I have done simple performance test on my local machine, this is python script:

import redis
import sqlite3
import time

data = {}
N = 100000

for i in xrange(N):
    key = "key-"+str(i)
    value = "value-"+str(i)
    data[key] = value

r = redis.Redis("localhost", db=1)
s = sqlite3.connect("testDB")
cs = s.cursor()

    cs.execute("CREATE TABLE testTable(key VARCHAR(256), value TEXT)")
except Exception as excp:
    print str(excp)
    cs.execute("DROP TABLE testTable")
    cs.execute("CREATE TABLE testTable(key VARCHAR(256), value TEXT)")

print "[---Testing SQLITE---]"
sts = time.time()
for key in data:
    cs.execute("INSERT INTO testTable VALUES(?,?)", (key, data[key]))
ste = time.time()
print "[Total time of sql: %s]"%str(ste-sts)

print "[---Testing REDIS---]"
rts = time.time()
r.flushdb()# for empty db
for key in data:
    r.set(key, data[key])
rte = time.time()
print "[Total time of redis: %s]"%str(rte-rts)

I expected redis to perform faster, but the result shows that it much more slower:

[---Testing SQLITE---]
[Total time of sql: 0.615846157074]
[---Testing REDIS---]
[Total time of redis: 10.9668009281]

So, the redis is memory based, what about sqlite? Why redis is so slow? When I need to use redis and when I need to use sqlite?

  • 8
    Why would SQLite be slow? ;-) Don't forget that SQLite is entirely "in process" (and non-contended) as well in this scenario. Also, why time the flushdb? – user166390 Jun 26 '12 at 22:09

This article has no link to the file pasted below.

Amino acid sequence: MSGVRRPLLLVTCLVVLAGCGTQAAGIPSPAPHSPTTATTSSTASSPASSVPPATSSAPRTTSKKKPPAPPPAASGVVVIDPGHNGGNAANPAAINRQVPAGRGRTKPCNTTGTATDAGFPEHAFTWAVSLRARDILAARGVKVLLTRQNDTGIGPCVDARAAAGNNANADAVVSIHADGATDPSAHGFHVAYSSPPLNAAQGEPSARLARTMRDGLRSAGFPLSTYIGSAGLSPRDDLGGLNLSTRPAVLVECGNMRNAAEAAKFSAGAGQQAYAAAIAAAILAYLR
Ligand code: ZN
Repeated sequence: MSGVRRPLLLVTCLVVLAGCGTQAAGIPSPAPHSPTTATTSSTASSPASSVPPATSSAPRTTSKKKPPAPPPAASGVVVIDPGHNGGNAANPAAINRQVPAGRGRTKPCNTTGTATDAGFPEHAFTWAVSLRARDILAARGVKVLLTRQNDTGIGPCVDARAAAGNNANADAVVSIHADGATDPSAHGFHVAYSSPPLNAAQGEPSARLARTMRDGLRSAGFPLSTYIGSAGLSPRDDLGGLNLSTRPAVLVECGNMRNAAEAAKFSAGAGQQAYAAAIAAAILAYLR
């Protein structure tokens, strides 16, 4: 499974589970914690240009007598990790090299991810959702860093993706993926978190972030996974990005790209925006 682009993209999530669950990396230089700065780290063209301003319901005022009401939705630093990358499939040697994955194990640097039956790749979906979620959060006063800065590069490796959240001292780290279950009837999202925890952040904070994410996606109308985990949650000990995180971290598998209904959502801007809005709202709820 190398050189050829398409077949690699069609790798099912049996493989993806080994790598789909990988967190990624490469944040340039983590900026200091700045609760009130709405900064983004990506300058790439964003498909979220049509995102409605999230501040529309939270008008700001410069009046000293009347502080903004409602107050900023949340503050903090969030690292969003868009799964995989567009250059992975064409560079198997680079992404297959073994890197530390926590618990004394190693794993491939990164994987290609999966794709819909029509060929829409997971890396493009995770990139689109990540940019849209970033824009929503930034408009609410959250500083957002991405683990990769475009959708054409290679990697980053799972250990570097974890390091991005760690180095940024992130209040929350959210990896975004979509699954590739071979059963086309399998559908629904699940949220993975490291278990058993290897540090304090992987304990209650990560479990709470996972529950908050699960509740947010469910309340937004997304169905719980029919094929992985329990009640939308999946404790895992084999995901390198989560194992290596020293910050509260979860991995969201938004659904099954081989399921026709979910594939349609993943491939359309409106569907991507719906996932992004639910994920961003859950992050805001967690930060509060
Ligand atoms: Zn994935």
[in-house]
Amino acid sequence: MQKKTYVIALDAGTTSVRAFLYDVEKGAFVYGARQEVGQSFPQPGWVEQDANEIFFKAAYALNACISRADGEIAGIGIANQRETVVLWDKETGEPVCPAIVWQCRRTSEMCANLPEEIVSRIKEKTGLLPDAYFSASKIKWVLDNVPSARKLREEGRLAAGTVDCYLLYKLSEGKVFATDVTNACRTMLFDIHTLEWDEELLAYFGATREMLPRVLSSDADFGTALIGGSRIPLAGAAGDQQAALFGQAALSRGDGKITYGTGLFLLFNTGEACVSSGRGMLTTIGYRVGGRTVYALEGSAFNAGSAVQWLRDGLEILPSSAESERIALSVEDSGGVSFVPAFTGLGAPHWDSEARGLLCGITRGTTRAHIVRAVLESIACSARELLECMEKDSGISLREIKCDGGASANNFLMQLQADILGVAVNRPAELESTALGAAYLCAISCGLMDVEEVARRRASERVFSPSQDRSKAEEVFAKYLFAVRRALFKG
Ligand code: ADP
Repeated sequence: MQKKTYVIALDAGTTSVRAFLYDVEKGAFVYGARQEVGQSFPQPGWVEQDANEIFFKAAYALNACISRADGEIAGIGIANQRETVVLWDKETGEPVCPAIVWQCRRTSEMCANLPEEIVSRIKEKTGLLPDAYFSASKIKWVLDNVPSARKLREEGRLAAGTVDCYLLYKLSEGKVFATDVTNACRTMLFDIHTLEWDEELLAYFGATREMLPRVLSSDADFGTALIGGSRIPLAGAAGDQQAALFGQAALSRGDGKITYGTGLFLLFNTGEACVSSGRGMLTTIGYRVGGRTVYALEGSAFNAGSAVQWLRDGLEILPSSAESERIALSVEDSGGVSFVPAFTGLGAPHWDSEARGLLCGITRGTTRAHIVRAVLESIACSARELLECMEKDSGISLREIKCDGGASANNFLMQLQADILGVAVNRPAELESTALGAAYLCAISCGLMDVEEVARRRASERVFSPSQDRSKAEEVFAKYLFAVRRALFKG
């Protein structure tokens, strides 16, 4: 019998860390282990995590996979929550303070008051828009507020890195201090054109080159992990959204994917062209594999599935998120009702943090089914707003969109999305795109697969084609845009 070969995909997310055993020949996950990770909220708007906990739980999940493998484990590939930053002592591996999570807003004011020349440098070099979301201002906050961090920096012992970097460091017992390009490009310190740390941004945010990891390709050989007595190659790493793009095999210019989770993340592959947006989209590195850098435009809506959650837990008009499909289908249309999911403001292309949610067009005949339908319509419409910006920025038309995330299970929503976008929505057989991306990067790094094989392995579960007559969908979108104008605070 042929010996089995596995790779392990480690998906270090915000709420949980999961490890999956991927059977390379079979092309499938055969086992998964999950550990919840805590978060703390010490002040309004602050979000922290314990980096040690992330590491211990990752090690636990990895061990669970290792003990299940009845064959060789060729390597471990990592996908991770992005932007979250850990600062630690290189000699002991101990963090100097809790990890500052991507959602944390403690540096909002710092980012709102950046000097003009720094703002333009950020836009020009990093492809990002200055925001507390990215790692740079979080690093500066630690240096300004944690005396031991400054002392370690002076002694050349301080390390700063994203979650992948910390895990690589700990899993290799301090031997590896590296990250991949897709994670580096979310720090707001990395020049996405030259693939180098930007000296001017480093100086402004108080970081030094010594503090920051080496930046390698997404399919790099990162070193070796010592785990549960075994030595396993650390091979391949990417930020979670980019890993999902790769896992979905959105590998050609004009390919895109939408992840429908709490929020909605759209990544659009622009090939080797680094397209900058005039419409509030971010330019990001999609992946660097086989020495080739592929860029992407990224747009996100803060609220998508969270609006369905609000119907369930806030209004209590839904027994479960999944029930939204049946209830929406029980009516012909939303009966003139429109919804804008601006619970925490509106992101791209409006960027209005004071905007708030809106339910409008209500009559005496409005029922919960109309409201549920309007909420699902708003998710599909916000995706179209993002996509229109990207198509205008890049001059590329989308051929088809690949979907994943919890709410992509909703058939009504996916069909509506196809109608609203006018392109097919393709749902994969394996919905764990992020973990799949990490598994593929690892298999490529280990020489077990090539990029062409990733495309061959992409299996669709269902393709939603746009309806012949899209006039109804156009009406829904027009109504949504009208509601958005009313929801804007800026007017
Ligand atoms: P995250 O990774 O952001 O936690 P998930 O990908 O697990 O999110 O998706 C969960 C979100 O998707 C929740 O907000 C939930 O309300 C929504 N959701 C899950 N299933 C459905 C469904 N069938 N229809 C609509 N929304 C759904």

• 14
    Sounds like you've been reading too much NoSQL hype. – Brendan Long Jun 26 '12 at 22:13
  • 1
    @torayeff you could speed up the sqlite portion even more with CREATE TABLE IF NOT EXISTS and you can take out the roundtrips and try/catch block ;) – swasheck Jun 26 '12 at 22:22
  • 7
    "Small. Fast. Reliable. Choose any three." need we say more? – 0xC0000022L Jun 26 '12 at 22:30
  • 2
    Well, in-memory data doesn't persist. If you need to keep it for a long time (or it needs to survive a crash) then I'd recommend against such a configuration. I was just pointing out ways to further skew/tweak/test in your benchmarks. – swasheck Jun 26 '12 at 22:40

from the redis documentation

Redis is a server: all commands involve network or IPC roundtrips. It is meaningless to compare it to embedded data stores such as SQLite, Berkeley DB, Tokyo/Kyoto Cabinet, etc ... because the cost of most operations is precisely dominated by network/protocol management.

Which does make sense though it's an acknowledgement of speed issues in certain cases. Redis might perform a lot better than sqlite under multiples of parallel access for instance.

The right tool for the right job, sometimes it'll be redis other times sqlite other times something totally different. If this speed test is a proper showing of what your app will realistically do then sqlite will serve you better and it's good that you did this benchmark.

  • 3
    +1, although I certainly don't agree with the quote: I'm generally not interested how something works (ok I am, but not when benchmarking), but how fast it is for the job at hand - if one thing's noticeably slower because of some architectural decisions, that still doesn't make the comparison "meaningless" – Voo Jun 26 '12 at 22:29
  • 14